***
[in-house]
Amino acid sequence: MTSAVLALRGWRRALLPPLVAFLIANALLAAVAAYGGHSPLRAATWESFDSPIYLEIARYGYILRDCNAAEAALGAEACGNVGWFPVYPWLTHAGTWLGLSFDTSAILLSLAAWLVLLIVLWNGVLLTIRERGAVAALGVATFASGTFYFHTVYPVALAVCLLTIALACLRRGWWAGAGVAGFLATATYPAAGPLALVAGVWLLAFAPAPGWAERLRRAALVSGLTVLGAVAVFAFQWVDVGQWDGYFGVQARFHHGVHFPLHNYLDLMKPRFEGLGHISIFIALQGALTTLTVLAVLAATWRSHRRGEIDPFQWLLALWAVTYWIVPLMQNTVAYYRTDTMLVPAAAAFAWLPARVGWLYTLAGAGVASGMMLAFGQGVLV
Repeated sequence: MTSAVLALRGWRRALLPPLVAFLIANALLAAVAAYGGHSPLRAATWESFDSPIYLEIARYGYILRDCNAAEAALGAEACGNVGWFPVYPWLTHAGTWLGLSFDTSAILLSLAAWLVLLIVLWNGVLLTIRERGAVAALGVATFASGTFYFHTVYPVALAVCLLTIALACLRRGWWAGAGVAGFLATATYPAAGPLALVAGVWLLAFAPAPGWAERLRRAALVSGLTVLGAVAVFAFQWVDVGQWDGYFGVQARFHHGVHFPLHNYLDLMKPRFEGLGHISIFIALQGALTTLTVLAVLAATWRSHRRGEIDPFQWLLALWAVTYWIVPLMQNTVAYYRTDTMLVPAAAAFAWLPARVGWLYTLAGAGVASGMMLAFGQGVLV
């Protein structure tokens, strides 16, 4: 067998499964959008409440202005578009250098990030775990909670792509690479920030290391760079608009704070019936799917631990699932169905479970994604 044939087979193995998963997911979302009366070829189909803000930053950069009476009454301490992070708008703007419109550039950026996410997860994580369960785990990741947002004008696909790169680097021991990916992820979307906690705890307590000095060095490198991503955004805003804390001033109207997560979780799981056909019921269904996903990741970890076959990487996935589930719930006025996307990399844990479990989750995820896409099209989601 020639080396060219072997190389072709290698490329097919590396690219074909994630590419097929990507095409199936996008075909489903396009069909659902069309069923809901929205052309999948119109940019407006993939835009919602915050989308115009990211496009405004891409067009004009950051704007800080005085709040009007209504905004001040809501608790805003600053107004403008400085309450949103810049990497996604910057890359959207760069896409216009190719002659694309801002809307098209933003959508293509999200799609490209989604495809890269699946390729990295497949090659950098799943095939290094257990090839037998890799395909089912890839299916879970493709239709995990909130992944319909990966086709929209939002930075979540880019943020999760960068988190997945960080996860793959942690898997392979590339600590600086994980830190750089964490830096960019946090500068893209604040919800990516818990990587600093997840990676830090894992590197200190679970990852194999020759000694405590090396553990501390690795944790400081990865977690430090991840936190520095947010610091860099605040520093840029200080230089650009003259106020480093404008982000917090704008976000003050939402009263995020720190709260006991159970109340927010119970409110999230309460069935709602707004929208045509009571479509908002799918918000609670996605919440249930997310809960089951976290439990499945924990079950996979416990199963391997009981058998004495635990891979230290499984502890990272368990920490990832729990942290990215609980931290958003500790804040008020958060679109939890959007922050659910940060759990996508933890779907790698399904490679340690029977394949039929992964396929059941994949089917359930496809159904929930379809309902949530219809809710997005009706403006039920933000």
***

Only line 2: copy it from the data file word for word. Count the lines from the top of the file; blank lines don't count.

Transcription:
Amino acid sequence: MTSAVLALRGWRRALLPPLVAFLIANALLAAVAAYGGHSPLRAATWESFDSPIYLEIARYGYILRDCNAAEAALGAEACGNVGWFPVYPWLTHAGTWLGLSFDTSAILLSLAAWLVLLIVLWNGVLLTIRERGAVAALGVATFASGTFYFHTVYPVALAVCLLTIALACLRRGWWAGAGVAGFLATATYPAAGPLALVAGVWLLAFAPAPGWAERLRRAALVSGLTVLGAVAVFAFQWVDVGQWDGYFGVQARFHHGVHFPLHNYLDLMKPRFEGLGHISIFIALQGALTTLTVLAVLAATWRSHRRGEIDPFQWLLALWAVTYWIVPLMQNTVAYYRTDTMLVPAAAAFAWLPARVGWLYTLAGAGVASGMMLAFGQGVLV